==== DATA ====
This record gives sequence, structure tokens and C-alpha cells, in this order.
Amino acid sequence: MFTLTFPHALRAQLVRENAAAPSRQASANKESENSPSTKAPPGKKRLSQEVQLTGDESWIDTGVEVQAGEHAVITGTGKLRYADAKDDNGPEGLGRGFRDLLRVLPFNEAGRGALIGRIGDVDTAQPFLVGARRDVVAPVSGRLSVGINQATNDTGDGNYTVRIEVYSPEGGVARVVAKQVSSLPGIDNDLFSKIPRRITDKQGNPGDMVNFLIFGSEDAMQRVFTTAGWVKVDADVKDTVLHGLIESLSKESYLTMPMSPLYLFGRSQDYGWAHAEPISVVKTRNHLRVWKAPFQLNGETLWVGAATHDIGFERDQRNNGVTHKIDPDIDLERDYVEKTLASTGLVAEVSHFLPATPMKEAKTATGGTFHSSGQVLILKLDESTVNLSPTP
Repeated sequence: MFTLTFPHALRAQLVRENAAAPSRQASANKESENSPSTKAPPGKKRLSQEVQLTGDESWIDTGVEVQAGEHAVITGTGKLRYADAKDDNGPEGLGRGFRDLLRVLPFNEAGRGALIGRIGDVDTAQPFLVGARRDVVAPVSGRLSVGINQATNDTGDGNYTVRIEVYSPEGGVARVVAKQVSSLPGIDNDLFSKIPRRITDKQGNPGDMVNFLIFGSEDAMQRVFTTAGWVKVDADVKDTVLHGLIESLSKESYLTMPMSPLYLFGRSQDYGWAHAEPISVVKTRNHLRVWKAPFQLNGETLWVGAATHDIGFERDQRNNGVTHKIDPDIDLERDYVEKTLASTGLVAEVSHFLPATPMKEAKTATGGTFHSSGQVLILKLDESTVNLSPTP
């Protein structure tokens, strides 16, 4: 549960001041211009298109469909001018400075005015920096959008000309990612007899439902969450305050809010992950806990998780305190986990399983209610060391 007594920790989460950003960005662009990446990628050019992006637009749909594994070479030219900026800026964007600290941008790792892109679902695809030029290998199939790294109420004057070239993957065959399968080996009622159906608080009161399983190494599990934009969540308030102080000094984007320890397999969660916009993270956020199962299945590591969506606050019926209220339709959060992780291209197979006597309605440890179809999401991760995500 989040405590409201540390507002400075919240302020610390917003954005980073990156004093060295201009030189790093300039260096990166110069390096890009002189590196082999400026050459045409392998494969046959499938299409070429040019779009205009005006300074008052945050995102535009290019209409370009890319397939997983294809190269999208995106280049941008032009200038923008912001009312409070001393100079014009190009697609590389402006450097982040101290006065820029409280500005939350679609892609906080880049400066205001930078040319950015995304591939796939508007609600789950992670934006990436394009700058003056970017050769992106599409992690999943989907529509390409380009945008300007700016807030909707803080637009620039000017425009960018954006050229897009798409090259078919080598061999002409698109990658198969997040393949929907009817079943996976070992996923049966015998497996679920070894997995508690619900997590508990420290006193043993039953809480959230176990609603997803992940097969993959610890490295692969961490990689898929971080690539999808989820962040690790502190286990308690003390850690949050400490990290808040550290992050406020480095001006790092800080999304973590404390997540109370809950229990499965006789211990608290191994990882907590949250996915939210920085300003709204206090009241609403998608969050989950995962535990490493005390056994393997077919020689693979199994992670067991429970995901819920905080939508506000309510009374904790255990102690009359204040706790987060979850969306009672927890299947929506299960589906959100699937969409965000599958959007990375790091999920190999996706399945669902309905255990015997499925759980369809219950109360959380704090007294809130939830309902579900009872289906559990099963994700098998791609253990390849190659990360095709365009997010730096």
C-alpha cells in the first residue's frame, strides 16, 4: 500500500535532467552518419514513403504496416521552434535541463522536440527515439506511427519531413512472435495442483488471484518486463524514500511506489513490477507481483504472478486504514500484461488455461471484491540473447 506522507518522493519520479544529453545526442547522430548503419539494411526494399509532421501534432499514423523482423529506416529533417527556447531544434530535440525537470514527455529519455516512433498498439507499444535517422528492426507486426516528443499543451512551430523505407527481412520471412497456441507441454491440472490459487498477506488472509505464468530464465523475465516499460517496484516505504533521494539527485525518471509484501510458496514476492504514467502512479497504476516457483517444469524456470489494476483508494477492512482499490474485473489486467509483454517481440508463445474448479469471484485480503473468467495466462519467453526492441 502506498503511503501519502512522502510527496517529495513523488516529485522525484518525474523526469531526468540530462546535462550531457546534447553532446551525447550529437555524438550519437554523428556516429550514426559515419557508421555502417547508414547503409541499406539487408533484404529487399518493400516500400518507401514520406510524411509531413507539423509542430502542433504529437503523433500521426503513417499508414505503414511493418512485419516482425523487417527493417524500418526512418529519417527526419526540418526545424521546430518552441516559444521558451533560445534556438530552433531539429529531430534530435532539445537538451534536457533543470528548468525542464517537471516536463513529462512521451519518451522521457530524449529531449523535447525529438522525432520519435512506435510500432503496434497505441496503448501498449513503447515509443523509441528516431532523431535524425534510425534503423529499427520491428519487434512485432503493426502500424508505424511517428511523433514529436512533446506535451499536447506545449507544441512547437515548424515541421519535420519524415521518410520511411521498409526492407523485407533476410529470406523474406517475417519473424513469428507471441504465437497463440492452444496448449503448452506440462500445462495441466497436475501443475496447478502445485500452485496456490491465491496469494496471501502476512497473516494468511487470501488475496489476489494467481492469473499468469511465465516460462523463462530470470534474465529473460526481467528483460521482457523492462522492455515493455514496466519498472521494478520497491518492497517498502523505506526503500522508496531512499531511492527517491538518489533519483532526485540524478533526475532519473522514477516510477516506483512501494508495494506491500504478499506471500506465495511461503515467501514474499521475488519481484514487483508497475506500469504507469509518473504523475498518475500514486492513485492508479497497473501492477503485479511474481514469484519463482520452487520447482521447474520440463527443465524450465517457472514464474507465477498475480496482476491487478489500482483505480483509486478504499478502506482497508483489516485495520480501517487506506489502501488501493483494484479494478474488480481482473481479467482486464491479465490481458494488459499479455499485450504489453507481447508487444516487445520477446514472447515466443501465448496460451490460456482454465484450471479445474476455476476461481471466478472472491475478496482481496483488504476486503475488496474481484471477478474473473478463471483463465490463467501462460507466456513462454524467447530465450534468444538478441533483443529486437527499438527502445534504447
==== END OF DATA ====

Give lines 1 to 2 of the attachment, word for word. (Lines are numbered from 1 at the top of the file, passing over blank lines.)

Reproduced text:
This record gives sequence, structure tokens and C-alpha cells, in this order.
Amino acid sequence: MFTLTFPHALRAQLVRENAAAPSRQASANKESENSPSTKAPPGKKRLSQEVQLTGDESWIDTGVEVQAGEHAVITGTGKLRYADAKDDNGPEGLGRGFRDLLRVLPFNEAGRGALIGRIGDVDTAQPFLVGARRDVVAPVSGRLSVGINQATNDTGDGNYTVRIEVYSPEGGVARVVAKQVSSLPGIDNDLFSKIPRRITDKQGNPGDMVNFLIFGSEDAMQRVFTTAGWVKVDADVKDTVLHGLIESLSKESYLTMPMSPLYLFGRSQDYGWAHAEPISVVKTRNHLRVWKAPFQLNGETLWVGAATHDIGFERDQRNNGVTHKIDPDIDLERDYVEKTLASTGLVAEVSHFLPATPMKEAKTATGGTFHSSGQVLILKLDESTVNLSPTP